Why not set up mobile voting pavilions at polling stations where people could download a secure app and vote on their personal mobile device?
In the wake of Hurricane Sandy, residents in New Jersey displaced by the storm were allowed to cast their ballot online or by fax.There did not seem to be any problems with this process.
However, elsewhere, long lines at polling places were reported. Virginia even had to suspend reporting of its results because even though its polls closed at 8pm, people were still in line at 11 p.m. waiting to vote. Florida also had problems with long waits. Newly reelected President Barrack Obama even said it was a problem that needed to be fixed in his victory speech.
Early voting helps and is more popular now than ever, but a bigger and more obvious fix would be to open up the voting process to new technology, allowing people to vote online. But it’s not that easy. The military tried it in 2004 with the Secure Electronic Registration and Voting Experiment system. But SERVE was pulled shortly before the election amid security concerns, even though 100,000 soldiers had already registered.
It’s true that hackers will attack anything. And voting must be secure. But I wonder if there is a stopgap? If the long lines are caused by the limited number of voting machines, why not set up mobile voting pavilions at polling stations next time? People would still have to meet with an election official and confirm their identity, but then they could download a secure app for voting on their personal mobile device. They would cast their ballot over a secure wireless signal, so anyone who tried to hack such a system would need to be within the range of that signal, which could be downgraded to only project within a set area. It would like bringing your own voting machine or the self-checkout isles at the supermarket. Those who use the do-it-yourself option would clear out of the other line of people waiting to cast their ballots the traditional way.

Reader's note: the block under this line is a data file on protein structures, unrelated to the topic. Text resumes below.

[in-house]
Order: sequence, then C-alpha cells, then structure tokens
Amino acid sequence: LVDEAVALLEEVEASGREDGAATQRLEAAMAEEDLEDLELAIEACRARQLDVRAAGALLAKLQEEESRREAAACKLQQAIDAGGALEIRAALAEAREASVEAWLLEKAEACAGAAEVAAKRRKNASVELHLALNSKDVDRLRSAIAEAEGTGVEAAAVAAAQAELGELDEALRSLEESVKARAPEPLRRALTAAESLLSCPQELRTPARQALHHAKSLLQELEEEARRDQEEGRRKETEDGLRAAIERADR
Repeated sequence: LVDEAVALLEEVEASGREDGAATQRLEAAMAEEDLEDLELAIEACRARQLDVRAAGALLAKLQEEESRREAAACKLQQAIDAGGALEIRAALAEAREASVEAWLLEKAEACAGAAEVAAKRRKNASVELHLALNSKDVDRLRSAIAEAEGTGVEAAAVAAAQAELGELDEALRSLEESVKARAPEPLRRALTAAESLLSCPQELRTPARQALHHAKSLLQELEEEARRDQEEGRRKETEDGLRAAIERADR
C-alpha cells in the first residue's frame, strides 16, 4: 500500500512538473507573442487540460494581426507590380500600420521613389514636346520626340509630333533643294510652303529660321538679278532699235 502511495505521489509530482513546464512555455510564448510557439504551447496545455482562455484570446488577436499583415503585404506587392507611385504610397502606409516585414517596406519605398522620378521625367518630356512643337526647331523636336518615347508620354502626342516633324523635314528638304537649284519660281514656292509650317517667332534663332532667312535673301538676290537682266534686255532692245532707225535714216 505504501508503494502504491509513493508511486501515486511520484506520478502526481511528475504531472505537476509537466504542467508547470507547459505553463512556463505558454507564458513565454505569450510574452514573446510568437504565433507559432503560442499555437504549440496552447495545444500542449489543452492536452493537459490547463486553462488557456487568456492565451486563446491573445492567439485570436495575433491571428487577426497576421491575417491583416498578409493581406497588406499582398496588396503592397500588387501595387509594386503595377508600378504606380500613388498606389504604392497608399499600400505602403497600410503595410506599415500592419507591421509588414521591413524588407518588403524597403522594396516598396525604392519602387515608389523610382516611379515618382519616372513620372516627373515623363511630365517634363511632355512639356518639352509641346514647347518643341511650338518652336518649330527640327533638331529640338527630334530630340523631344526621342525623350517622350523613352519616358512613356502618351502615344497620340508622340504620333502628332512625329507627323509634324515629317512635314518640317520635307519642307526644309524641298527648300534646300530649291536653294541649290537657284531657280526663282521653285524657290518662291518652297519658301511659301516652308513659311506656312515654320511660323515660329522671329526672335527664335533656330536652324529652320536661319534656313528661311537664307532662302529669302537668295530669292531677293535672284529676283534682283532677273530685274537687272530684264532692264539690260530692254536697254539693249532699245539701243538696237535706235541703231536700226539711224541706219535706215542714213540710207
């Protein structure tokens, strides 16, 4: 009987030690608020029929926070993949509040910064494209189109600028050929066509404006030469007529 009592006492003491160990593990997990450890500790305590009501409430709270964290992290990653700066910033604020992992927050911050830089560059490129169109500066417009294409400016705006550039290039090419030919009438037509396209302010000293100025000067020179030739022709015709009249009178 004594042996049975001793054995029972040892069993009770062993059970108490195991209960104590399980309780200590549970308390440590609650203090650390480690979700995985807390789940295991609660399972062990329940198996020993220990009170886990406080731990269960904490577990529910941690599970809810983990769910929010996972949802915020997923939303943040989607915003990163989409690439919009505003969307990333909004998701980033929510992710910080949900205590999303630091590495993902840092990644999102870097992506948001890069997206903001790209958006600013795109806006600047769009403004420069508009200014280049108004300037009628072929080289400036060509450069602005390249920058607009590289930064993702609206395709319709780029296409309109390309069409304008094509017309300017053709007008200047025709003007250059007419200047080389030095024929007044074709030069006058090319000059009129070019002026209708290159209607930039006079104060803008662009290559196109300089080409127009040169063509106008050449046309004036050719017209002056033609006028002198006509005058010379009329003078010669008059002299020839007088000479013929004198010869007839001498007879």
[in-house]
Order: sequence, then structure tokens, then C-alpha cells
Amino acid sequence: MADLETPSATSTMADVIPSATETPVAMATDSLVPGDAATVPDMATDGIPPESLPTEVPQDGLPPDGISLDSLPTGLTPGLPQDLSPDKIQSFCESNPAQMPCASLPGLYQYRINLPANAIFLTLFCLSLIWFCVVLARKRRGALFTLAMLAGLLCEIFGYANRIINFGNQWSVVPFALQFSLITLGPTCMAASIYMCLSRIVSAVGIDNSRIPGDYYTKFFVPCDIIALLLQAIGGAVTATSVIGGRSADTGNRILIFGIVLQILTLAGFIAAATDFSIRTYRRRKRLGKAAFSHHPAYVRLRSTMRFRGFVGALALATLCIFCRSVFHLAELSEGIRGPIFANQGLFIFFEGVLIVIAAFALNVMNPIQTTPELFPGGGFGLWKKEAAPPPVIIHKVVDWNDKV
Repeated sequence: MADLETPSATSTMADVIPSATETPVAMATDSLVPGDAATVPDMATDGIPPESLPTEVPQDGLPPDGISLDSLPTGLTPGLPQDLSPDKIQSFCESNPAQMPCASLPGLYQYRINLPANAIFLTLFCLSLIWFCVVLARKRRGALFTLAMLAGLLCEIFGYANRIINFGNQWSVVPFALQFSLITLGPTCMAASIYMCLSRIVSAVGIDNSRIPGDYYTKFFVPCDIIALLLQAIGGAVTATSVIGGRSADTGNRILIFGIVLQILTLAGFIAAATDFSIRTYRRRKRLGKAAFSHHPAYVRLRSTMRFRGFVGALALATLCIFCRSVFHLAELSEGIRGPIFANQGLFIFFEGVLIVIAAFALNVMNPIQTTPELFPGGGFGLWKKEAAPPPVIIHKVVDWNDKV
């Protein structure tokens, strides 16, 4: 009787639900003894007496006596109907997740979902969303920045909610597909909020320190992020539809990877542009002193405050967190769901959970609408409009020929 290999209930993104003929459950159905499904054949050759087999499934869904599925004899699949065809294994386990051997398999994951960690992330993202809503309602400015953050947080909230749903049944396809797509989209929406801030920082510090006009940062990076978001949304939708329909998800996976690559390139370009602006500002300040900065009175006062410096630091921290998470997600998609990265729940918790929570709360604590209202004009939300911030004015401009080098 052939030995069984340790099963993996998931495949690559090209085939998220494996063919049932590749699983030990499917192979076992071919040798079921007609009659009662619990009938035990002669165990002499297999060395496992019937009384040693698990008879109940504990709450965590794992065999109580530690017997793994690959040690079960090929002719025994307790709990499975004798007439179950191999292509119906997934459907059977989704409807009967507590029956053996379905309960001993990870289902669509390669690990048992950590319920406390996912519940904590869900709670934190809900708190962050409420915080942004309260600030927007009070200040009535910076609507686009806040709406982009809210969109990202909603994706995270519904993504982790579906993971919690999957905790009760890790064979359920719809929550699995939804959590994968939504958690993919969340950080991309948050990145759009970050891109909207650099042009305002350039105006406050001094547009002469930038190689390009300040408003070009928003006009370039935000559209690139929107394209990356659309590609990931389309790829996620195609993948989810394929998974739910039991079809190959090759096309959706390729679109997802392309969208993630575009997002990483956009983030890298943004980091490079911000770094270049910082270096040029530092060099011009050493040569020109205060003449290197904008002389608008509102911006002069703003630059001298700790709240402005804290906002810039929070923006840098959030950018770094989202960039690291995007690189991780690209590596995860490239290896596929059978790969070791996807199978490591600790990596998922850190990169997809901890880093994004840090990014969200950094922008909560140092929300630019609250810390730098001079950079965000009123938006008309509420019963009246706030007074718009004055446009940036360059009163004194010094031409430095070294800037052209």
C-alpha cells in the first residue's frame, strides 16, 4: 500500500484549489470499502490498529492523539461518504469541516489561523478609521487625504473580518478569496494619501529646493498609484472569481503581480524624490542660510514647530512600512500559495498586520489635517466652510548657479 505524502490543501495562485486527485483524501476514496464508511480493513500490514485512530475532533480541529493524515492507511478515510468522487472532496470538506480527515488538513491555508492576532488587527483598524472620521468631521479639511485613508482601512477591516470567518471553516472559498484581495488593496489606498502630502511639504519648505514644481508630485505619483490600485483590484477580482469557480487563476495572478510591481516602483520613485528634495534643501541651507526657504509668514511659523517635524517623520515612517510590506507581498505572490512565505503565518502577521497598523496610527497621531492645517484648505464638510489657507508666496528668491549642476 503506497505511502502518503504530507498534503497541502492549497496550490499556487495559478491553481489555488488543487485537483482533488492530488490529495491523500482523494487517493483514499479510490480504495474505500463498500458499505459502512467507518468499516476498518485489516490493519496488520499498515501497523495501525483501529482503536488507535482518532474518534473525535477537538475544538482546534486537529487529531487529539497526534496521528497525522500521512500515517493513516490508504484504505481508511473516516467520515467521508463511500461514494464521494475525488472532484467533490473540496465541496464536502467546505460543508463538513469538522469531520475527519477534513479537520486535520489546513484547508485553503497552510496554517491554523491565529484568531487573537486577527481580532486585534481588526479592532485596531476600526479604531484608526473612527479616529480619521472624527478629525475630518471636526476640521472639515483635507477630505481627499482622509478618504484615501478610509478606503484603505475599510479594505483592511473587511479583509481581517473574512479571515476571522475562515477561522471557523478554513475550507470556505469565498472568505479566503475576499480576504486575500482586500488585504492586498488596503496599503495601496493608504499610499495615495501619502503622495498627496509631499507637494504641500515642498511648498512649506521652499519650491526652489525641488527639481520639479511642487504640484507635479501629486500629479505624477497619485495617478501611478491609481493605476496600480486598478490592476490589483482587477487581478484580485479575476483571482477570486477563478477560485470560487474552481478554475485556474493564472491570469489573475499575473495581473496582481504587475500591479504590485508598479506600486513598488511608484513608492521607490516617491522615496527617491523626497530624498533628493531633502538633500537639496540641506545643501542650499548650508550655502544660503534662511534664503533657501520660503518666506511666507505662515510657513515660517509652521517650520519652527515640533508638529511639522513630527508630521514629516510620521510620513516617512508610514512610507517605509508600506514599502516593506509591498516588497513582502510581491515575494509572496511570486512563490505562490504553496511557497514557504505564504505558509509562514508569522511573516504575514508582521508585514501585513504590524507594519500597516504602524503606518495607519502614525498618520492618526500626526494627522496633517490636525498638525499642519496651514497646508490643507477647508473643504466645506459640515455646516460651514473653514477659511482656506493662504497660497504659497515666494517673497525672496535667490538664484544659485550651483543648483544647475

And perhaps if this smaller step was successful, and I think it could be, people would eventually be less afraid of implementing a true online voting system like that in Canada and Australia.
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